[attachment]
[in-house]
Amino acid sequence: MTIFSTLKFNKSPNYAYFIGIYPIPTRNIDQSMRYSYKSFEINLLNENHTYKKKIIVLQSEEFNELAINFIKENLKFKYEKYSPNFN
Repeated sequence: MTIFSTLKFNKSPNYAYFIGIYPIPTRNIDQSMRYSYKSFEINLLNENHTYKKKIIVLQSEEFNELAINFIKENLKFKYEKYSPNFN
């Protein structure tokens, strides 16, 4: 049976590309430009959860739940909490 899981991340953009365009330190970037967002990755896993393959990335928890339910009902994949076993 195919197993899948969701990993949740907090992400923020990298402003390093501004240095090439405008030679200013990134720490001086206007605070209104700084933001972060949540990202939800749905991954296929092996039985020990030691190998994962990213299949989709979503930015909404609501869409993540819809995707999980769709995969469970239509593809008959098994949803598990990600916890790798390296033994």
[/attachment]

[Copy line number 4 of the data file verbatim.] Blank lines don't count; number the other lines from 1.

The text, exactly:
């Protein structure tokens, strides 16, 4: 049976590309430009959860739940909490 899981991340953009365009330190970037967002990755896993393959990335928890339910009902994949076993 195919197993899948969701990993949740907090992400923020990298402003390093501004240095090439405008030679200013990134720490001086206007605070209104700084933001972060949540990202939800749905991954296929092996039985020990030691190998994962990213299949989709979503930015909404609501869409993540819809995707999980769709995969469970239509593809008959098994949803598990990600916890790798390296033994």